Titus Glover: Ban ‘okada’ riding from 9pm to 6am …to reduce crime

A Deputy Minister of Transport, Titus Glover is advocating a ban on motorcycle riding from 9:00pm to 6:00am the next day as a measure to control crime rate in the country.

According to him, although motorcycles have become an important means of transportation and serves as source of livelihood to operators, “there are several reports of criminals in some municipalities including Ashaiman using the motorcycle to undertake unlawful activities, especially at night.”

Such a ban, he said, would support efforts by the police to check crime activities in the various communities and make it easier for persons engaged in crime to be accosted.

Mr Glover was speaking at a one-day consultative meeting on the use of motorcycles and tricycles for commercial ventures in Accra yesterday.

It was attended by about 100 stakeholders including representatives of Metropolitan, Municipal and District Assemblies (MMDAs) in the Greater Accra Region, Ministry of Transport, Driver and Vehicle Licensing Authority (DVLA), National Road Safety Commission (NRSC), road safety organisations, Okada Riders Association, personnel of the Motor Traffic and Transport Department (MTTD) of the Ghana Police Service and among others.

The meeting was the first of other regional consultative gatherings on the commercial operation of motorcycles and tricycles.

“The importance of these commercial motorcycles and tricycles cannot be understated. First, it has become an important means of transportation in several parts of the country. Again, the motor riders also earn some money to be able to cater for themselves and their beneficiaries. In this regard, we need to have a relook at the regulations and whether or not they can operate or not,” the Deputy Minister stated.

Recent statistics from the NRSC which state that fatalities from motorcycle crashes have surged from 200 in 2010 to 400 in 2017, he said requires that urgent attention was given the commercial use of motorcycle in the country.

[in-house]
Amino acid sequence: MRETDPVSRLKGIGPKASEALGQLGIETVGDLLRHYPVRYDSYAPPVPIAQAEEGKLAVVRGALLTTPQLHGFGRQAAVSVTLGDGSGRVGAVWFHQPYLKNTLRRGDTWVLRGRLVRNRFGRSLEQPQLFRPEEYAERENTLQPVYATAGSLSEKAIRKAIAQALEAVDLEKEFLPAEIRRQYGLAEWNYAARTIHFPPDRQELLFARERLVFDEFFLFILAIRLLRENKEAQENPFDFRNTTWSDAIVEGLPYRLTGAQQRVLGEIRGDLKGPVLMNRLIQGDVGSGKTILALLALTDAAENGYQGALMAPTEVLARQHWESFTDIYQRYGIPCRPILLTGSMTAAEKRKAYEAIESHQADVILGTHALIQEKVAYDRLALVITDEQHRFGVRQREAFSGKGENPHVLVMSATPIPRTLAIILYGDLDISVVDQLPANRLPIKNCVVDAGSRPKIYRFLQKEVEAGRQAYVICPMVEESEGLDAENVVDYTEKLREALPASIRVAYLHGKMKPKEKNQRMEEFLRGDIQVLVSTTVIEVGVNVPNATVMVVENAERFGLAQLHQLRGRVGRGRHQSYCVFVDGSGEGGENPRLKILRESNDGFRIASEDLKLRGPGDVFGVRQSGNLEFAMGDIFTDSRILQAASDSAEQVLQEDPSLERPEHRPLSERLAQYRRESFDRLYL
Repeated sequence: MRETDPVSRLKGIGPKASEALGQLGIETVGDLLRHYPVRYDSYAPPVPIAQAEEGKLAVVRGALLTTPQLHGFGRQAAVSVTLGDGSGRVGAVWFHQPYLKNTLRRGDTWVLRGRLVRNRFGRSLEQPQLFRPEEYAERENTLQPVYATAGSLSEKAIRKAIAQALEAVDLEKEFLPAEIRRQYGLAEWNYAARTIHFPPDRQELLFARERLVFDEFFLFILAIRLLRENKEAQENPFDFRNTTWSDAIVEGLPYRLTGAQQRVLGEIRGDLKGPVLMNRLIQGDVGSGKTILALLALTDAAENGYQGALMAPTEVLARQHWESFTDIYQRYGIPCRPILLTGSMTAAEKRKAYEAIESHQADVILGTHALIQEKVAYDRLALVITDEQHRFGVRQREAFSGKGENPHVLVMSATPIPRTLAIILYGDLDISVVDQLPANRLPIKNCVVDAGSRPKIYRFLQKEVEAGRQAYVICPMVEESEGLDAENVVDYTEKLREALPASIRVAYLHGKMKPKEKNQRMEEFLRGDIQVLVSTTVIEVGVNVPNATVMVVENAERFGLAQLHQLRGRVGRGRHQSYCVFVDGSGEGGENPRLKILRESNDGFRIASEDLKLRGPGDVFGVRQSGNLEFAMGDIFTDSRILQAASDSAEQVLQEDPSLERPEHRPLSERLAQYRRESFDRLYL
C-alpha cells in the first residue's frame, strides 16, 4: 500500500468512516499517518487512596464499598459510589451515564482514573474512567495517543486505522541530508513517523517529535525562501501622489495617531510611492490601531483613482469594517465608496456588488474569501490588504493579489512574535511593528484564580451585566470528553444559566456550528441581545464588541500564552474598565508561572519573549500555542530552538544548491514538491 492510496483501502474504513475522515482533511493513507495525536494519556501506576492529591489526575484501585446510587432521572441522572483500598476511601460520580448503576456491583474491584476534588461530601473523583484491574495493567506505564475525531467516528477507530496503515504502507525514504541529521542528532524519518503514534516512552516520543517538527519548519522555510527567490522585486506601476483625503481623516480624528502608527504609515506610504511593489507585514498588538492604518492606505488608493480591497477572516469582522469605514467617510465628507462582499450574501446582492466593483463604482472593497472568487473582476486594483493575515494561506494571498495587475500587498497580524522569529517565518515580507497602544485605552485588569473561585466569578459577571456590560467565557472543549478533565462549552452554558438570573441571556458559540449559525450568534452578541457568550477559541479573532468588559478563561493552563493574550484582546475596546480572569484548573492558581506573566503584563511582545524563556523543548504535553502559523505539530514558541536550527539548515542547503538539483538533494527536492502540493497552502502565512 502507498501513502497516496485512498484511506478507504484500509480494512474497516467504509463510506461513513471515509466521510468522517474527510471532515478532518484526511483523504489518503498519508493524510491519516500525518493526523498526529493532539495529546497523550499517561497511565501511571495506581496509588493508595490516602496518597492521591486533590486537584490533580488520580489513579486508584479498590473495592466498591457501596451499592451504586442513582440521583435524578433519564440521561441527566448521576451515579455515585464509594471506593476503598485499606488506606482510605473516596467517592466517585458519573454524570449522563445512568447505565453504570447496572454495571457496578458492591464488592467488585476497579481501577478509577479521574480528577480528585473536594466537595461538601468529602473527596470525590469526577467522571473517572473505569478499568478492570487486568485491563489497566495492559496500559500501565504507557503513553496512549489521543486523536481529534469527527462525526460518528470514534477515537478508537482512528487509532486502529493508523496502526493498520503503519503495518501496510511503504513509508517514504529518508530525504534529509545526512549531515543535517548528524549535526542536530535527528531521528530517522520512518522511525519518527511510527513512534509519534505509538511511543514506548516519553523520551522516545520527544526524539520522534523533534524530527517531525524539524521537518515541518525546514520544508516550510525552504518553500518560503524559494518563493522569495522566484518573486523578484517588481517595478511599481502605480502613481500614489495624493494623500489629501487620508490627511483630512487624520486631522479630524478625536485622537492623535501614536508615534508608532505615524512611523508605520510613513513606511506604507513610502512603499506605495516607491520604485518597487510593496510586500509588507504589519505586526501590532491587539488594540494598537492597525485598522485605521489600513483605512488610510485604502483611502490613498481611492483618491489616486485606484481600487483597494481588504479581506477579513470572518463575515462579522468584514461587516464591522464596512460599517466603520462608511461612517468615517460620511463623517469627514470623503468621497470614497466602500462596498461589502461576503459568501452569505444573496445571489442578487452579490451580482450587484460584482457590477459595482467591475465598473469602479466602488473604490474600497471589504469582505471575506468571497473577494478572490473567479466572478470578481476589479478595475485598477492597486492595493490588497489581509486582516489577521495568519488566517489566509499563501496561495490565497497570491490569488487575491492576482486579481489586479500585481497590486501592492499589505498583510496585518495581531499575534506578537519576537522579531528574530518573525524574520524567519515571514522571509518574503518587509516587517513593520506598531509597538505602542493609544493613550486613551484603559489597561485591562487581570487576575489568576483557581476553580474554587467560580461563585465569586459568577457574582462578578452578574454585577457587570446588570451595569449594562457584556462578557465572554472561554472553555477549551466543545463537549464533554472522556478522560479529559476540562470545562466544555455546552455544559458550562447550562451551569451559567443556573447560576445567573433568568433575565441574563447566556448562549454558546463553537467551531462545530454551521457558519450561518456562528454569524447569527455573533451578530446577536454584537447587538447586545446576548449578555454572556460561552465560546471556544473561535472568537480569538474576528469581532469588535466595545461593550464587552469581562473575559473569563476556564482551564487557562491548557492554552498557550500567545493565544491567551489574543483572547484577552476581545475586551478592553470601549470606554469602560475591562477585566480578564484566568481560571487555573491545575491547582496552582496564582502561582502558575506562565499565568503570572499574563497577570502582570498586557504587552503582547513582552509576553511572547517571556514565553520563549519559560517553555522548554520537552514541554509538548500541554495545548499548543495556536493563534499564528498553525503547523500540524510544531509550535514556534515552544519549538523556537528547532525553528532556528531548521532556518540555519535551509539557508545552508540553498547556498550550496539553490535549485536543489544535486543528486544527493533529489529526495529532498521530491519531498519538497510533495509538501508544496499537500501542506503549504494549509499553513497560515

Presenting a study on commercial motorcycle operation in the country, David Adonteng, Director of Planning and Programmes, NRSC, noted that less than 30 per cent of motorcycle riders and less than 10 per cent of pillion riders wear crash helmets respectively.

Excessive speeding and overloading by motorcycle riders, he said was very common.

Although they were currently in operation, he said the use of motorcycle for commercial purposes was against regulation 128 of L.I 2180 (Road Traffic Regulation, 2012) which “prohibits the use of motorcycles and three-wheelers for commercial purposes, except for courier and delivery services.”

The implementation and enforcement of the regulation has been challenging due to its nationwide use and their registration and payment of annual fee by some MMDAs, Mr Adonteng stated.

Fatau Ali, a representative of the Okada Riders Association, appealed to government to consider a review of the regulation to enable commercial use of motorcycle as it was “a means of survival” for many youths.

“Currently, it is difficult to get a job in the country. For us, we depend on the motorcycle to provide for ourselves and our families. We want to work with the authorities to make things right so we can operate without any problem,” he said.

The Association, he said, would continue to sensitise riders to observe traffic regulations and report people who use their motorcycles for criminal activities to the police.


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